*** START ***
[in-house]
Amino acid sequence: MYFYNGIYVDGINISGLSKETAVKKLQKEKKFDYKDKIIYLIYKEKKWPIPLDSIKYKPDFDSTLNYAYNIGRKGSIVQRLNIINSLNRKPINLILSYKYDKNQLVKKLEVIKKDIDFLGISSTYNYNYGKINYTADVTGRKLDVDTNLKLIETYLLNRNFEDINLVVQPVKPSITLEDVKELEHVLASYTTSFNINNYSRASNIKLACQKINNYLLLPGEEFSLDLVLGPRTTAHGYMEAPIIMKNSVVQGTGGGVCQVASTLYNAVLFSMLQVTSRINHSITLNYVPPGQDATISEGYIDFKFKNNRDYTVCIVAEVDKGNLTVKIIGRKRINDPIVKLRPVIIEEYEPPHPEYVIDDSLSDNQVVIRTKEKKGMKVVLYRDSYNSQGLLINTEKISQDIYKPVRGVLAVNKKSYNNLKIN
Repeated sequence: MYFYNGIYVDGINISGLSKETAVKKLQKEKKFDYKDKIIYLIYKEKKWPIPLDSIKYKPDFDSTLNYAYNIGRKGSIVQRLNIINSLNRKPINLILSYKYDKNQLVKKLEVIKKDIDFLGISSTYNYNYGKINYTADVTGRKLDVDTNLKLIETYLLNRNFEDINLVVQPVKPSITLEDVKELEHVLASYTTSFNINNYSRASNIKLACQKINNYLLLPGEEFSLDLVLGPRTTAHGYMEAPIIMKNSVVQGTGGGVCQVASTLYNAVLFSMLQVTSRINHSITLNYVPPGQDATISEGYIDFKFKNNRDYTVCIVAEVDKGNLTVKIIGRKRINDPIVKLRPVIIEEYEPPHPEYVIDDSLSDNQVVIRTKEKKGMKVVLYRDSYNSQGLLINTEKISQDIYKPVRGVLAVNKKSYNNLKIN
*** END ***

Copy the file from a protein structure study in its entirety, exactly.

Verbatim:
[in-house]
Amino acid sequence: MYFYNGIYVDGINISGLSKETAVKKLQKEKKFDYKDKIIYLIYKEKKWPIPLDSIKYKPDFDSTLNYAYNIGRKGSIVQRLNIINSLNRKPINLILSYKYDKNQLVKKLEVIKKDIDFLGISSTYNYNYGKINYTADVTGRKLDVDTNLKLIETYLLNRNFEDINLVVQPVKPSITLEDVKELEHVLASYTTSFNINNYSRASNIKLACQKINNYLLLPGEEFSLDLVLGPRTTAHGYMEAPIIMKNSVVQGTGGGVCQVASTLYNAVLFSMLQVTSRINHSITLNYVPPGQDATISEGYIDFKFKNNRDYTVCIVAEVDKGNLTVKIIGRKRINDPIVKLRPVIIEEYEPPHPEYVIDDSLSDNQVVIRTKEKKGMKVVLYRDSYNSQGLLINTEKISQDIYKPVRGVLAVNKKSYNNLKIN
Repeated sequence: MYFYNGIYVDGINISGLSKETAVKKLQKEKKFDYKDKIIYLIYKEKKWPIPLDSIKYKPDFDSTLNYAYNIGRKGSIVQRLNIINSLNRKPINLILSYKYDKNQLVKKLEVIKKDIDFLGISSTYNYNYGKINYTADVTGRKLDVDTNLKLIETYLLNRNFEDINLVVQPVKPSITLEDVKELEHVLASYTTSFNINNYSRASNIKLACQKINNYLLLPGEEFSLDLVLGPRTTAHGYMEAPIIMKNSVVQGTGGGVCQVASTLYNAVLFSMLQVTSRINHSITLNYVPPGQDATISEGYIDFKFKNNRDYTVCIVAEVDKGNLTVKIIGRKRINDPIVKLRPVIIEEYEPPHPEYVIDDSLSDNQVVIRTKEKKGMKVVLYRDSYNSQGLLINTEKISQDIYKPVRGVLAVNKKSYNNLKIN